Our environment is undoubtedly vulnerable to many kinds of pollution to the extent that it has now become extremely important for us all to take giant steps to protect it. This is so because all of us draw from it a lot of resources, which we cannot get from anywhere else no matter how much we may be willing to pay for them. Resources such as air and water are some of the priceless benefits we derive from the environment, and so, preserving it is quite imperative for our own survival.
The term “green marketing” came into prominence in the late 1980s and in the early 1990s. In 1975, the American Marketing Association (AMA) held the first workshop on “Ecological Marketing”, which is the same as environmental/green marketing, the proceedings of which resulted in the authoring of a book entitled “Ecological Marketing” by Karl and Thomas.
According to the AMA, green marketing is the marketing of products that are presumed to be environmentally safe. Thus, green marketing incorporates a broad range of activities, including product modification, changes to the production process, packaging changes, as well as modifying advertising. It also refers to the process of selling products and/or services based on their environmental benefits. Such a product or service may be environmentally friendly in itself or produced and/or packaged in an environmentally friendly way.
Environmental marketing is a broadly used term that can describe any marketing message that touts a company’s ecologically safer products or processes, including recyclable and biodegradable packaging, energy-efficient operations, better pollution controls or anything that lessens a company’s environmental or “carbon” footprint (a measure of the impact human activities have on the environment in terms of the amount of greenhouse gases produced, measured in units of carbon dioxide), as suggested by Brad Simonis.
Companies can often make a claim that is technically true, but eventually fail to tell the whole story, which, if known, might change the perceived benefits of their products. For instance, if a new recycled product takes more nonrenewable resources to produce than the product it replaces, a company’s green marketing claim of using recycled materials is technically true, but the process doesn’t result in a net environmental benefit.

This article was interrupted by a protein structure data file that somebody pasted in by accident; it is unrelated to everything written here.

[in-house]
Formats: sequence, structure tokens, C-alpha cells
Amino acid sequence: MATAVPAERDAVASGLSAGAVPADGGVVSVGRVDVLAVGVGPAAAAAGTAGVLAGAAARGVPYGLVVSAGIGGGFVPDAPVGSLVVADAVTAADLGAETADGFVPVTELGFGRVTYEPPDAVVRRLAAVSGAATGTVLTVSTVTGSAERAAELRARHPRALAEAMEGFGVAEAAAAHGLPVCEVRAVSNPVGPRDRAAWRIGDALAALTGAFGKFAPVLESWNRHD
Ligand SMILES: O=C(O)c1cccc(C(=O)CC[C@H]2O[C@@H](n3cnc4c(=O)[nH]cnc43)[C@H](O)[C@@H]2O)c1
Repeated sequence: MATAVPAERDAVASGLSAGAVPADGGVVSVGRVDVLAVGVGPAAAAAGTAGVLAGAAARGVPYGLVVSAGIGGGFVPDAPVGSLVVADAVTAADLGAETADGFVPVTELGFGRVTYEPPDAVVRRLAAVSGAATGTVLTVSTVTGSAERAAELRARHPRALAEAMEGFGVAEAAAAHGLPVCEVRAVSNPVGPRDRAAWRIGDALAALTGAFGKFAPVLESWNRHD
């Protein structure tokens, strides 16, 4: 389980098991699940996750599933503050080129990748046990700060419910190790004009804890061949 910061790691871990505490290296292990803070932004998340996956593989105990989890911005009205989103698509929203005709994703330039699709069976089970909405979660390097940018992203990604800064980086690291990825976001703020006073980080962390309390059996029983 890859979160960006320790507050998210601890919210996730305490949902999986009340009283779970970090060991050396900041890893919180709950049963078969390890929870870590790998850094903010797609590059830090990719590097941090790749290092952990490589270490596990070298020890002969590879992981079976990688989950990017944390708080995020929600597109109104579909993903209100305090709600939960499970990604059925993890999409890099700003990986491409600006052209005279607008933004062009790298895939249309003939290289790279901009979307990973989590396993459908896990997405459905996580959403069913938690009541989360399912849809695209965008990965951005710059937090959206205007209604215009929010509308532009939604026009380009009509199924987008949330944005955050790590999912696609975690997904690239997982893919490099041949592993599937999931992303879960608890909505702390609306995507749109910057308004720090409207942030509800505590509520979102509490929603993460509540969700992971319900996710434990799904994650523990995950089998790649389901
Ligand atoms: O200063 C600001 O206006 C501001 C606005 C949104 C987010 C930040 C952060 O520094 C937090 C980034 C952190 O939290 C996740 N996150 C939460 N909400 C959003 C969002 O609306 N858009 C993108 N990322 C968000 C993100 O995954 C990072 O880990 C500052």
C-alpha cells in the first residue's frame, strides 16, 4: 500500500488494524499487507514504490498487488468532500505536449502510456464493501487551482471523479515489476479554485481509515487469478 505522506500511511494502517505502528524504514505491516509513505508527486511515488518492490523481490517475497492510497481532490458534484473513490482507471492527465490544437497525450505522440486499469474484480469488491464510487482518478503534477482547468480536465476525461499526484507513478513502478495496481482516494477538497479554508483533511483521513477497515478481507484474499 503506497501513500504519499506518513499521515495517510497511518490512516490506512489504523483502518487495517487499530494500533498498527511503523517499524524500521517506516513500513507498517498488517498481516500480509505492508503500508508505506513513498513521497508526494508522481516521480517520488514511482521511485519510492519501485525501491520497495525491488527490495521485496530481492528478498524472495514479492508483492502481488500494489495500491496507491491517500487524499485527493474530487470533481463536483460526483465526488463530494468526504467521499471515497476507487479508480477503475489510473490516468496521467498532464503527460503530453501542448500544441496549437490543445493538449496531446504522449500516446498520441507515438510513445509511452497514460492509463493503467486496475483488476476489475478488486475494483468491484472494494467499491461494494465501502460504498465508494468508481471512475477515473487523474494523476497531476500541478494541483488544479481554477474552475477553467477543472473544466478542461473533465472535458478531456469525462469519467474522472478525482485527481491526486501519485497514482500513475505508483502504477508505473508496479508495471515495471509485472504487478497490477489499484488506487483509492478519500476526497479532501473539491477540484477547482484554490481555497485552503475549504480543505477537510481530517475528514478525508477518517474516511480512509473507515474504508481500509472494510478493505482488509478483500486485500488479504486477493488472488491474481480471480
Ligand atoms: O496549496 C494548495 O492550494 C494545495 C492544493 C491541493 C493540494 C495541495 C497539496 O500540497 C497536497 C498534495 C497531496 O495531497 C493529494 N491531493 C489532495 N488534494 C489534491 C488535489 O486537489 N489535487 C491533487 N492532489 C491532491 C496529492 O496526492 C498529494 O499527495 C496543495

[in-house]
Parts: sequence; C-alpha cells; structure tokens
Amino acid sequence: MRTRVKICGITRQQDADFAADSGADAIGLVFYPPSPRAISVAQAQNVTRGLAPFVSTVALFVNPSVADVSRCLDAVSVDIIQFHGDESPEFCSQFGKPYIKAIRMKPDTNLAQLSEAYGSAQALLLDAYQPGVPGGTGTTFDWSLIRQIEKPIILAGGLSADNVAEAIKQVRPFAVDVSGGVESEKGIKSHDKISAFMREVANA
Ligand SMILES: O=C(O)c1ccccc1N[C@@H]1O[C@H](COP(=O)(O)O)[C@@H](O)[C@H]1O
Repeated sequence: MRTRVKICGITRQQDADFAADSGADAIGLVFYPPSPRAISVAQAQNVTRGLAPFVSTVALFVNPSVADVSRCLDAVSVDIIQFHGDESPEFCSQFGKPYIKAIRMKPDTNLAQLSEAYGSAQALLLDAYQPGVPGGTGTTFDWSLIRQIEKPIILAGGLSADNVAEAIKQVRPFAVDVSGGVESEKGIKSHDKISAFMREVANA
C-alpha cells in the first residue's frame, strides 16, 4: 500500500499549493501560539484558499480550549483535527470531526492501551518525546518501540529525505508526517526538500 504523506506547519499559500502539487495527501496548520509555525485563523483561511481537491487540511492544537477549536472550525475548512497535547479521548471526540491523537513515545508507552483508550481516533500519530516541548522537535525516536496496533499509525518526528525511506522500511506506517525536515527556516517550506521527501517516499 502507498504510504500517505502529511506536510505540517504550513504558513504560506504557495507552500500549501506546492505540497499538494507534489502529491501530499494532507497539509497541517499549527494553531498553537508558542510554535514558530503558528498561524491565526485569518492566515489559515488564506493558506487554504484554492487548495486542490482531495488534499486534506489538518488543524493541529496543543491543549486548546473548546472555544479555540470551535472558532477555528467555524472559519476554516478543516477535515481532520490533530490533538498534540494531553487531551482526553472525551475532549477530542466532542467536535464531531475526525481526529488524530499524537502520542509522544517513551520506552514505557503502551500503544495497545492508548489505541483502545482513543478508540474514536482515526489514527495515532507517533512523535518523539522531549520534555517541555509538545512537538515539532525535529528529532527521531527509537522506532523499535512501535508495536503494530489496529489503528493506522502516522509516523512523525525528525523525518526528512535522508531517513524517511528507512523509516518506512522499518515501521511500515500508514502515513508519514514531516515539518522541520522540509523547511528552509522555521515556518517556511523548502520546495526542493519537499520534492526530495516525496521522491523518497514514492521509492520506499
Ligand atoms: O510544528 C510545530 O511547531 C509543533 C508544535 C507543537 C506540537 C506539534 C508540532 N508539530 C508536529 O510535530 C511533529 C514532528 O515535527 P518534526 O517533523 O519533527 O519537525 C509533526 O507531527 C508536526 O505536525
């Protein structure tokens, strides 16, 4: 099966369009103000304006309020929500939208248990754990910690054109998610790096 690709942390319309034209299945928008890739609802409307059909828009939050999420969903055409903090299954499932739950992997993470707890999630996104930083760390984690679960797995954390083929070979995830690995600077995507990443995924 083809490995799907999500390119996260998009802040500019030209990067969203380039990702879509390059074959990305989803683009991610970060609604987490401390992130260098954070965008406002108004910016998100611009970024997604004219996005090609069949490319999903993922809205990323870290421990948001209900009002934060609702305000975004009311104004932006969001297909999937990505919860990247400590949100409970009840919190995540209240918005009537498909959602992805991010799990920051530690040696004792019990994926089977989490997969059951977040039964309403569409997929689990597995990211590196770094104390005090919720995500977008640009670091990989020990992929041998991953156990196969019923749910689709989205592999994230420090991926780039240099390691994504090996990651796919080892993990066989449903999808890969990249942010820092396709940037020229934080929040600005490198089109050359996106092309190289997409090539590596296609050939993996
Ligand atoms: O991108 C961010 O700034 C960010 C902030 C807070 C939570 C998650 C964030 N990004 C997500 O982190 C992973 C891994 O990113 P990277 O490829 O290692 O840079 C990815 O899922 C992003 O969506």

There are, however, many interpretations of green marketing among different companies, and it looks like every single company or industry has their own definitions and the concomitant supporting claims. There is nothing wrong with these varying interpretations, but the fact still remains that green marketing must be defined within the context that makes sense to its customers.
Consumers, for their part, have to play an important role in making sure that these companies are responsible for preserving the environment. They should stop buying products from the recalcitrant companies which continue to pollute the environment with impunity.
Kumar and Meenakshi suggest that consumers should be willing to pay extra money if a company incurs extra cost in manufacturing environmentally friendly products. They have to understand that if companies have to bear all the costs of preserving the environment, they must as well encourage them to do more of that by patronising their goods and services.
It is against the foregoing discussions that it was suggested that for green marketing to be effective, business people have to adopt the following principles. You have to be genuine in marketing activities. That is doing exactly what you claim to be doing in your green marketing campaign and that the rest of your business policies are also consistent with your environmentally friendly claims.
As a green marketer you need to educate your customers by letting them know you’re doing whatever you can to protect the environment and why it really matters. Otherwise, for a significant portion of your target market it’s a case of “so what?” and your green marketing campaign goes nowhere. Also, give your customers the opportunity to participate in all positive environmental activities.
According to Jacquelyn Ottman, from an organisational standpoint, environmental considerations should be integrated into all aspects – new product development and communications and all points in between. The holistic nature of green also suggests that besides suppliers and retailers, new stakeholders be enlisted, including educators, members of the community, regulators and non-governmental organisations. Environmental issues should be balanced with primary customer needs.
Sometimes the best thing to do with a bandwagon is to jump on it. You have to walk the talk and actually implement green policies and act in environmentally friendly ways for green marketing to flourish.
Credit: Bala Sa-ad. Source: Daily Graphic